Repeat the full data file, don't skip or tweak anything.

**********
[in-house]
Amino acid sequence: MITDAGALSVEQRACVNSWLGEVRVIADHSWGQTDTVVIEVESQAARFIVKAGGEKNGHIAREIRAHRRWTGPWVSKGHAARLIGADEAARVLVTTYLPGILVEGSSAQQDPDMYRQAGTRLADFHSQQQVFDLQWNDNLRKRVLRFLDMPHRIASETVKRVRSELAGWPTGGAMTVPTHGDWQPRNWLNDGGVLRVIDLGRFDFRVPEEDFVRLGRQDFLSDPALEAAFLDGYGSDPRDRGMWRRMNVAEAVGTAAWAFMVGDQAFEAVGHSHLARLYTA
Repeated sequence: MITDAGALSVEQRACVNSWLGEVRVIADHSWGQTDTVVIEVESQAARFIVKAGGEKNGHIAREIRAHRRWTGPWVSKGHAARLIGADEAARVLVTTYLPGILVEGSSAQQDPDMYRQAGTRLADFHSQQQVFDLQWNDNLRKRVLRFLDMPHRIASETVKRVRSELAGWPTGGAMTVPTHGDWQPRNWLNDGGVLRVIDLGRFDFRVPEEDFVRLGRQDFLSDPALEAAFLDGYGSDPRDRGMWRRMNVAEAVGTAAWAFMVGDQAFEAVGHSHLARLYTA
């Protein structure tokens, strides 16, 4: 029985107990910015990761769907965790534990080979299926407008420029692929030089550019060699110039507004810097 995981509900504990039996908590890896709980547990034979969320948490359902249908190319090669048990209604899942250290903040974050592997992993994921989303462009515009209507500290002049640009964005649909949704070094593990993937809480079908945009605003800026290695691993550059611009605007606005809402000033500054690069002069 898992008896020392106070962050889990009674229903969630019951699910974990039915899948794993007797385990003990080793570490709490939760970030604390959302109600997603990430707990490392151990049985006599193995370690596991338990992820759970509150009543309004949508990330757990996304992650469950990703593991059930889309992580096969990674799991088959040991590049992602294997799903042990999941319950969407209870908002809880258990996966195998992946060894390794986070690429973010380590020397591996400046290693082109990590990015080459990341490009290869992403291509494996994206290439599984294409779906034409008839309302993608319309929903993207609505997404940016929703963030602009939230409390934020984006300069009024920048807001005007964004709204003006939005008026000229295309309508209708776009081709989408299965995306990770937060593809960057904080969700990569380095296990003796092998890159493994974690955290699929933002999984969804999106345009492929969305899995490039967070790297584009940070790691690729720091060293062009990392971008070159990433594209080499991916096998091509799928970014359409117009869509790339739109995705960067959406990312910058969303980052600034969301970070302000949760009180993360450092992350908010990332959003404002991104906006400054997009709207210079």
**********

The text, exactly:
[in-house]
Amino acid sequence: MITDAGALSVEQRACVNSWLGEVRVIADHSWGQTDTVVIEVESQAARFIVKAGGEKNGHIAREIRAHRRWTGPWVSKGHAARLIGADEAARVLVTTYLPGILVEGSSAQQDPDMYRQAGTRLADFHSQQQVFDLQWNDNLRKRVLRFLDMPHRIASETVKRVRSELAGWPTGGAMTVPTHGDWQPRNWLNDGGVLRVIDLGRFDFRVPEEDFVRLGRQDFLSDPALEAAFLDGYGSDPRDRGMWRRMNVAEAVGTAAWAFMVGDQAFEAVGHSHLARLYTA
Repeated sequence: MITDAGALSVEQRACVNSWLGEVRVIADHSWGQTDTVVIEVESQAARFIVKAGGEKNGHIAREIRAHRRWTGPWVSKGHAARLIGADEAARVLVTTYLPGILVEGSSAQQDPDMYRQAGTRLADFHSQQQVFDLQWNDNLRKRVLRFLDMPHRIASETVKRVRSELAGWPTGGAMTVPTHGDWQPRNWLNDGGVLRVIDLGRFDFRVPEEDFVRLGRQDFLSDPALEAAFLDGYGSDPRDRGMWRRMNVAEAVGTAAWAFMVGDQAFEAVGHSHLARLYTA
């Protein structure tokens, strides 16, 4: 029985107990910015990761769907965790534990080979299926407008420029692929030089550019060699110039507004810097 995981509900504990039996908590890896709980547990034979969320948490359902249908190319090669048990209604899942250290903040974050592997992993994921989303462009515009209507500290002049640009964005649909949704070094593990993937809480079908945009605003800026290695691993550059611009605007606005809402000033500054690069002069 898992008896020392106070962050889990009674229903969630019951699910974990039915899948794993007797385990003990080793570490709490939760970030604390959302109600997603990430707990490392151990049985006599193995370690596991338990992820759970509150009543309004949508990330757990996304992650469950990703593991059930889309992580096969990674799991088959040991590049992602294997799903042990999941319950969407209870908002809880258990996966195998992946060894390794986070690429973010380590020397591996400046290693082109990590990015080459990341490009290869992403291509494996994206290439599984294409779906034409008839309302993608319309929903993207609505997404940016929703963030602009939230409390934020984006300069009024920048807001005007964004709204003006939005008026000229295309309508209708776009081709989408299965995306990770937060593809960057904080969700990569380095296990003796092998890159493994974690955290699929933002999984969804999106345009492929969305899995490039967070790297584009940070790691690729720091060293062009990392971008070159990433594209080499991916096998091509799928970014359409117009869509790339739109995705960067959406990312910058969303980052600034969301970070302000949760009180993360450092992350908010990332959003404002991104906006400054997009709207210079």